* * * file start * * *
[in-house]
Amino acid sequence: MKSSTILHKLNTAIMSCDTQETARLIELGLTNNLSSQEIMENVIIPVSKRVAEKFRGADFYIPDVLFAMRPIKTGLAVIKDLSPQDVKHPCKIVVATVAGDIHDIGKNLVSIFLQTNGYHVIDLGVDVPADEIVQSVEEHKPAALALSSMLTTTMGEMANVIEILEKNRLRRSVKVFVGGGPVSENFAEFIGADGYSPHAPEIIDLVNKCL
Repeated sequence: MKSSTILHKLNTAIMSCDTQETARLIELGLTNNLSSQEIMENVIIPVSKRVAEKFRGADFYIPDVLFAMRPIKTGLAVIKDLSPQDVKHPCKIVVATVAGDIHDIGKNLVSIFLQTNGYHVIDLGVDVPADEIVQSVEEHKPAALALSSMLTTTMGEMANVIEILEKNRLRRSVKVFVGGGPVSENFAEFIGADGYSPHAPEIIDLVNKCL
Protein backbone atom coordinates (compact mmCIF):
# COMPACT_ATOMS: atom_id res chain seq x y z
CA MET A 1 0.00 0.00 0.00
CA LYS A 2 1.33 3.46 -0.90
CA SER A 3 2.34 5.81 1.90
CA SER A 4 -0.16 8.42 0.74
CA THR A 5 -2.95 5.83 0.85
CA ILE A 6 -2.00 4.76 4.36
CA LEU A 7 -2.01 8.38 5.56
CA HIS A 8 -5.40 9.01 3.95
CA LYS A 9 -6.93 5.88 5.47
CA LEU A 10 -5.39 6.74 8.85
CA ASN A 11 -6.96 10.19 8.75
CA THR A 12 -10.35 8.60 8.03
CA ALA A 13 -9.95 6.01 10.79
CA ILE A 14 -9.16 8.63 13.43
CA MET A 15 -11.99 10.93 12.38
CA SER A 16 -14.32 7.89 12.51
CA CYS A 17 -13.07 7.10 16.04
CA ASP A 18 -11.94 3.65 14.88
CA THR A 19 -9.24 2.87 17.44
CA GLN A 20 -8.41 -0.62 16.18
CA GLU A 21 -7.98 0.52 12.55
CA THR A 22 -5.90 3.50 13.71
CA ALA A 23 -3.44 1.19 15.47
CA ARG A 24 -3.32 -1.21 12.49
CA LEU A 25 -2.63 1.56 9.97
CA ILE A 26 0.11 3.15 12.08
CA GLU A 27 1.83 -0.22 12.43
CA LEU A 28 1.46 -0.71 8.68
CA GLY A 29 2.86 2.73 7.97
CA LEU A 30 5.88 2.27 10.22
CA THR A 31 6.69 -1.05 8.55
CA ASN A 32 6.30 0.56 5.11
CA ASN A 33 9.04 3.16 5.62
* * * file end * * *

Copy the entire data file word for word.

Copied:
[in-house]
Amino acid sequence: MKSSTILHKLNTAIMSCDTQETARLIELGLTNNLSSQEIMENVIIPVSKRVAEKFRGADFYIPDVLFAMRPIKTGLAVIKDLSPQDVKHPCKIVVATVAGDIHDIGKNLVSIFLQTNGYHVIDLGVDVPADEIVQSVEEHKPAALALSSMLTTTMGEMANVIEILEKNRLRRSVKVFVGGGPVSENFAEFIGADGYSPHAPEIIDLVNKCL
Repeated sequence: MKSSTILHKLNTAIMSCDTQETARLIELGLTNNLSSQEIMENVIIPVSKRVAEKFRGADFYIPDVLFAMRPIKTGLAVIKDLSPQDVKHPCKIVVATVAGDIHDIGKNLVSIFLQTNGYHVIDLGVDVPADEIVQSVEEHKPAALALSSMLTTTMGEMANVIEILEKNRLRRSVKVFVGGGPVSENFAEFIGADGYSPHAPEIIDLVNKCL
Protein backbone atom coordinates (compact mmCIF):
# COMPACT_ATOMS: atom_id res chain seq x y z
CA MET A 1 0.00 0.00 0.00
CA LYS A 2 1.33 3.46 -0.90
CA SER A 3 2.34 5.81 1.90
CA SER A 4 -0.16 8.42 0.74
CA THR A 5 -2.95 5.83 0.85
CA ILE A 6 -2.00 4.76 4.36
CA LEU A 7 -2.01 8.38 5.56
CA HIS A 8 -5.40 9.01 3.95
CA LYS A 9 -6.93 5.88 5.47
CA LEU A 10 -5.39 6.74 8.85
CA ASN A 11 -6.96 10.19 8.75
CA THR A 12 -10.35 8.60 8.03
CA ALA A 13 -9.95 6.01 10.79
CA ILE A 14 -9.16 8.63 13.43
CA MET A 15 -11.99 10.93 12.38
CA SER A 16 -14.32 7.89 12.51
CA CYS A 17 -13.07 7.10 16.04
CA ASP A 18 -11.94 3.65 14.88
CA THR A 19 -9.24 2.87 17.44
CA GLN A 20 -8.41 -0.62 16.18
CA GLU A 21 -7.98 0.52 12.55
CA THR A 22 -5.90 3.50 13.71
CA ALA A 23 -3.44 1.19 15.47
CA ARG A 24 -3.32 -1.21 12.49
CA LEU A 25 -2.63 1.56 9.97
CA ILE A 26 0.11 3.15 12.08
CA GLU A 27 1.83 -0.22 12.43
CA LEU A 28 1.46 -0.71 8.68
CA GLY A 29 2.86 2.73 7.97
CA LEU A 30 5.88 2.27 10.22
CA THR A 31 6.69 -1.05 8.55
CA ASN A 32 6.30 0.56 5.11
CA ASN A 33 9.04 3.16 5.62